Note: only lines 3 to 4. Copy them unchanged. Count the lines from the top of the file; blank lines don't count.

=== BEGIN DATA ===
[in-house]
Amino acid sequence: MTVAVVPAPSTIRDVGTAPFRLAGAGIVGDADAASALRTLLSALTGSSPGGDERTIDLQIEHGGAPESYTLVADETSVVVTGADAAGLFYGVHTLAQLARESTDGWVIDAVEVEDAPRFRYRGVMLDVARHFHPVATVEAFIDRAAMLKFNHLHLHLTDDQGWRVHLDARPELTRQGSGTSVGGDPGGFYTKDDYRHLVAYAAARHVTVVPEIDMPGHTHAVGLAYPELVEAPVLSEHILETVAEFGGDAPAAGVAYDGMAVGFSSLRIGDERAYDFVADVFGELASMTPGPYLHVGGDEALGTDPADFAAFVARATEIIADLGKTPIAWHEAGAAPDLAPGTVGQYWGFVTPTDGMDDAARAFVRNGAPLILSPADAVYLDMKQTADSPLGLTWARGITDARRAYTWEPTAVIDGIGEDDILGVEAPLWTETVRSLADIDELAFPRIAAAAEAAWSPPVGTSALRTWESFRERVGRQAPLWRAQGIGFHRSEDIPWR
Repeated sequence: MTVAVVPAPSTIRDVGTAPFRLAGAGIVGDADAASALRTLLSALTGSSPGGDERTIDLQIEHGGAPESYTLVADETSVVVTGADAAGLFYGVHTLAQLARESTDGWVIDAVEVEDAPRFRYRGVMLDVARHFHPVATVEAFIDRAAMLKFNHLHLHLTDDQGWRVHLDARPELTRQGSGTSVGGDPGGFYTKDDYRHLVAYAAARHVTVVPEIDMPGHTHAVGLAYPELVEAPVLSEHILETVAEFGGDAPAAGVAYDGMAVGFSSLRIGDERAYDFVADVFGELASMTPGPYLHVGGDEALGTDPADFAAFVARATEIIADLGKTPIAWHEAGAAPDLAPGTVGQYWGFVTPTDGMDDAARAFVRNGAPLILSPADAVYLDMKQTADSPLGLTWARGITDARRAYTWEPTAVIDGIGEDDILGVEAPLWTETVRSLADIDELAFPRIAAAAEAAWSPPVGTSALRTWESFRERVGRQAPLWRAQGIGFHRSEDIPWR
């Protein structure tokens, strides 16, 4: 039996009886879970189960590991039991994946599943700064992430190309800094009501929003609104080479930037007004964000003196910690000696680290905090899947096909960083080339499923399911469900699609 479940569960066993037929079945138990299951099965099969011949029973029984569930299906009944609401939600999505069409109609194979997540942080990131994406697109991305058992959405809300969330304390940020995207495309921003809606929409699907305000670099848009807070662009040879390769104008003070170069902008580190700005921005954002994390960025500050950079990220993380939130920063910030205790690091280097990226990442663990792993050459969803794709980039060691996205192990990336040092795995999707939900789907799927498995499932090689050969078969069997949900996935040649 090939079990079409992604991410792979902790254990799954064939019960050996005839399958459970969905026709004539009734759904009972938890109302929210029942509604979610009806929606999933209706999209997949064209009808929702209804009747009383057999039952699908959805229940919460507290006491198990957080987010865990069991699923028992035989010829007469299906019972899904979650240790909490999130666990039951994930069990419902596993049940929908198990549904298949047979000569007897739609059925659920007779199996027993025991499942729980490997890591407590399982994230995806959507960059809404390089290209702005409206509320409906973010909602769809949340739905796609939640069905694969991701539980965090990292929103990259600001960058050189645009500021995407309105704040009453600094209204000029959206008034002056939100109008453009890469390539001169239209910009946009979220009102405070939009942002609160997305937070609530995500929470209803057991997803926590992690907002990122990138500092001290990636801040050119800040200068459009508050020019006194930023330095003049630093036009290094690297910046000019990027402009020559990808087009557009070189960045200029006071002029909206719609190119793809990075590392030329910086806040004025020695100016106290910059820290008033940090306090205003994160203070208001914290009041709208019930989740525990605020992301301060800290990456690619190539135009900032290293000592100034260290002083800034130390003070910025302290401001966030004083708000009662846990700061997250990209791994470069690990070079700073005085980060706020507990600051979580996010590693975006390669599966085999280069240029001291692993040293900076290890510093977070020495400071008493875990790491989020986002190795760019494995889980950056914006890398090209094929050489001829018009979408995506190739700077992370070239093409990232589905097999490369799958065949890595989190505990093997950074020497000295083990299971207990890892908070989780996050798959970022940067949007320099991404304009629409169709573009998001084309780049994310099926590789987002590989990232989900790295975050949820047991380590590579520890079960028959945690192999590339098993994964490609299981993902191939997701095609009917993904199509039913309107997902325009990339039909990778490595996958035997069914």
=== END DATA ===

Repeated sequence: MTVAVVPAPSTIRDVGTAPFRLAGAGIVGDADAASALRTLLSALTGSSPGGDERTIDLQIEHGGAPESYTLVADETSVVVTGADAAGLFYGVHTLAQLARESTDGWVIDAVEVEDAPRFRYRGVMLDVARHFHPVATVEAFIDRAAMLKFNHLHLHLTDDQGWRVHLDARPELTRQGSGTSVGGDPGGFYTKDDYRHLVAYAAARHVTVVPEIDMPGHTHAVGLAYPELVEAPVLSEHILETVAEFGGDAPAAGVAYDGMAVGFSSLRIGDERAYDFVADVFGELASMTPGPYLHVGGDEALGTDPADFAAFVARATEIIADLGKTPIAWHEAGAAPDLAPGTVGQYWGFVTPTDGMDDAARAFVRNGAPLILSPADAVYLDMKQTADSPLGLTWARGITDARRAYTWEPTAVIDGIGEDDILGVEAPLWTETVRSLADIDELAFPRIAAAAEAAWSPPVGTSALRTWESFRERVGRQAPLWRAQGIGFHRSEDIPWR
């Protein structure tokens, strides 16, 4: 039996009886879970189960590991039991994946599943700064992430190309800094009501929003609104080479930037007004964000003196910690000696680290905090899947096909960083080339499923399911469900699609 479940569960066993037929079945138990299951099965099969011949029973029984569930299906009944609401939600999505069409109609194979997540942080990131994406697109991305058992959405809300969330304390940020995207495309921003809606929409699907305000670099848009807070662009040879390769104008003070170069902008580190700005921005954002994390960025500050950079990220993380939130920063910030205790690091280097990226990442663990792993050459969803794709980039060691996205192990990336040092795995999707939900789907799927498995499932090689050969078969069997949900996935040649 090939079990079409992604991410792979902790254990799954064939019960050996005839399958459970969905026709004539009734759904009972938890109302929210029942509604979610009806929606999933209706999209997949064209009808929702209804009747009383057999039952699908959805229940919460507290006491198990957080987010865990069991699923028992035989010829007469299906019972899904979650240790909490999130666990039951994930069990419902596993049940929908198990549904298949047979000569007897739609059925659920007779199996027993025991499942729980490997890591407590399982994230995806959507960059809404390089290209702005409206509320409906973010909602769809949340739905796609939640069905694969991701539980965090990292929103990259600001960058050189645009500021995407309105704040009453600094209204000029959206008034002056939100109008453009890469390539001169239209910009946009979220009102405070939009942002609160997305937070609530995500929470209803057991997803926590992690907002990122990138500092001290990636801040050119800040200068459009508050020019006194930023330095003049630093036009290094690297910046000019990027402009020559990808087009557009070189960045200029006071002029909206719609190119793809990075590392030329910086806040004025020695100016106290910059820290008033940090306090205003994160203070208001914290009041709208019930989740525990605020992301301060800290990456690619190539135009900032290293000592100034260290002083800034130390003070910025302290401001966030004083708000009662846990700061997250990209791994470069690990070079700073005085980060706020507990600051979580996010590693975006390669599966085999280069240029001291692993040293900076290890510093977070020495400071008493875990790491989020986002190795760019494995889980950056914006890398090209094929050489001829018009979408995506190739700077992370070239093409990232589905097999490369799958065949890595989190505990093997950074020497000295083990299971207990890892908070989780996050798959970022940067949007320099991404304009629409169709573009998001084309780049994310099926590789987002590989990232989900790295975050949820047991380590590579520890079960028959945690192999590339098993994964490609299981993902191939997701095609009917993904199509039913309107997902325009990339039909990778490595996958035997069914």